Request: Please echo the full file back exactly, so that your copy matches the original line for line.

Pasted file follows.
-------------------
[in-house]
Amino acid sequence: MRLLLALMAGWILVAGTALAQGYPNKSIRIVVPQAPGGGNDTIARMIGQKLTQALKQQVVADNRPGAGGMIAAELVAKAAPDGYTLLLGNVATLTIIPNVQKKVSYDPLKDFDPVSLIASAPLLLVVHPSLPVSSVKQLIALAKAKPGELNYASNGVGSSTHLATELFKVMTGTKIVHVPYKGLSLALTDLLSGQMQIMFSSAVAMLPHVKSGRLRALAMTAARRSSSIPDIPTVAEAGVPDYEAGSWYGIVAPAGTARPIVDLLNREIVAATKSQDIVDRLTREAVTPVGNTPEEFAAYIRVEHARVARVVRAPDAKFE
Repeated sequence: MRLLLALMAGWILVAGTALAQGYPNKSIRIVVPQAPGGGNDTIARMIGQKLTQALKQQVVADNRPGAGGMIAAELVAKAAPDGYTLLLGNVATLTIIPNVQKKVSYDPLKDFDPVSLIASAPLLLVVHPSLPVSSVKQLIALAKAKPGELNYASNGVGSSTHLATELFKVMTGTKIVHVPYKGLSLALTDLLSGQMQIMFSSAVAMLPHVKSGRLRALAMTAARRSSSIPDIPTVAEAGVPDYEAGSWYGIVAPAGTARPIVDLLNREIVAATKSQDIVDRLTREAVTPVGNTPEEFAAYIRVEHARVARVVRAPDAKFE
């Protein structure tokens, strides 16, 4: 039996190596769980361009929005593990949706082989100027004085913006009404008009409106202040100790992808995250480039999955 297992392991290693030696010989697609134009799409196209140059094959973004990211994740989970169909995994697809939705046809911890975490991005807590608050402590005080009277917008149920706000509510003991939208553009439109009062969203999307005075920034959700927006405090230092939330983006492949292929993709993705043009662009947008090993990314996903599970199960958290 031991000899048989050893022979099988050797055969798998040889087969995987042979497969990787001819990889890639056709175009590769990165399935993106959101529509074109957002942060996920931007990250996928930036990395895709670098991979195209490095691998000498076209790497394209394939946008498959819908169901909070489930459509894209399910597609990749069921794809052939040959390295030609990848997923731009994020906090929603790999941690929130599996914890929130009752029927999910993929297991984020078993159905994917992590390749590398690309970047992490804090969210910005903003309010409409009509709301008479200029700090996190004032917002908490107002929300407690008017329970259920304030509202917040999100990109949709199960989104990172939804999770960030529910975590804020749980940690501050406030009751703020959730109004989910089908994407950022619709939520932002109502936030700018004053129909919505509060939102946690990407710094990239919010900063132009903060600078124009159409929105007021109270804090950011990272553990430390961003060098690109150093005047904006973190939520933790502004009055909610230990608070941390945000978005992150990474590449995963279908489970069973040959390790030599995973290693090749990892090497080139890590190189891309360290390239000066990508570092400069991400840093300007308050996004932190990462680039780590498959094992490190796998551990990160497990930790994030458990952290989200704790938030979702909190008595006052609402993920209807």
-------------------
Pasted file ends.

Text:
[in-house]
Amino acid sequence: MRLLLALMAGWILVAGTALAQGYPNKSIRIVVPQAPGGGNDTIARMIGQKLTQALKQQVVADNRPGAGGMIAAELVAKAAPDGYTLLLGNVATLTIIPNVQKKVSYDPLKDFDPVSLIASAPLLLVVHPSLPVSSVKQLIALAKAKPGELNYASNGVGSSTHLATELFKVMTGTKIVHVPYKGLSLALTDLLSGQMQIMFSSAVAMLPHVKSGRLRALAMTAARRSSSIPDIPTVAEAGVPDYEAGSWYGIVAPAGTARPIVDLLNREIVAATKSQDIVDRLTREAVTPVGNTPEEFAAYIRVEHARVARVVRAPDAKFE
Repeated sequence: MRLLLALMAGWILVAGTALAQGYPNKSIRIVVPQAPGGGNDTIARMIGQKLTQALKQQVVADNRPGAGGMIAAELVAKAAPDGYTLLLGNVATLTIIPNVQKKVSYDPLKDFDPVSLIASAPLLLVVHPSLPVSSVKQLIALAKAKPGELNYASNGVGSSTHLATELFKVMTGTKIVHVPYKGLSLALTDLLSGQMQIMFSSAVAMLPHVKSGRLRALAMTAARRSSSIPDIPTVAEAGVPDYEAGSWYGIVAPAGTARPIVDLLNREIVAATKSQDIVDRLTREAVTPVGNTPEEFAAYIRVEHARVARVVRAPDAKFE
């Protein structure tokens, strides 16, 4: 039996190596769980361009929005593990949706082989100027004085913006009404008009409106202040100790992808995250480039999955 297992392991290693030696010989697609134009799409196209140059094959973004990211994740989970169909995994697809939705046809911890975490991005807590608050402590005080009277917008149920706000509510003991939208553009439109009062969203999307005075920034959700927006405090230092939330983006492949292929993709993705043009662009947008090993990314996903599970199960958290 031991000899048989050893022979099988050797055969798998040889087969995987042979497969990787001819990889890639056709175009590769990165399935993106959101529509074109957002942060996920931007990250996928930036990395895709670098991979195209490095691998000498076209790497394209394939946008498959819908169901909070489930459509894209399910597609990749069921794809052939040959390295030609990848997923731009994020906090929603790999941690929130599996914890929130009752029927999910993929297991984020078993159905994917992590390749590398690309970047992490804090969210910005903003309010409409009509709301008479200029700090996190004032917002908490107002929300407690008017329970259920304030509202917040999100990109949709199960989104990172939804999770960030529910975590804020749980940690501050406030009751703020959730109004989910089908994407950022619709939520932002109502936030700018004053129909919505509060939102946690990407710094990239919010900063132009903060600078124009159409929105007021109270804090950011990272553990430390961003060098690109150093005047904006973190939520933790502004009055909610230990608070941390945000978005992150990474590449995963279908489970069973040959390790030599995973290693090749990892090497080139890590190189891309360290390239000066990508570092400069991400840093300007308050996004932190990462680039780590498959094992490190796998551990990160497990930790994030458990952290989200704790938030979702909190008595006052609402993920209807």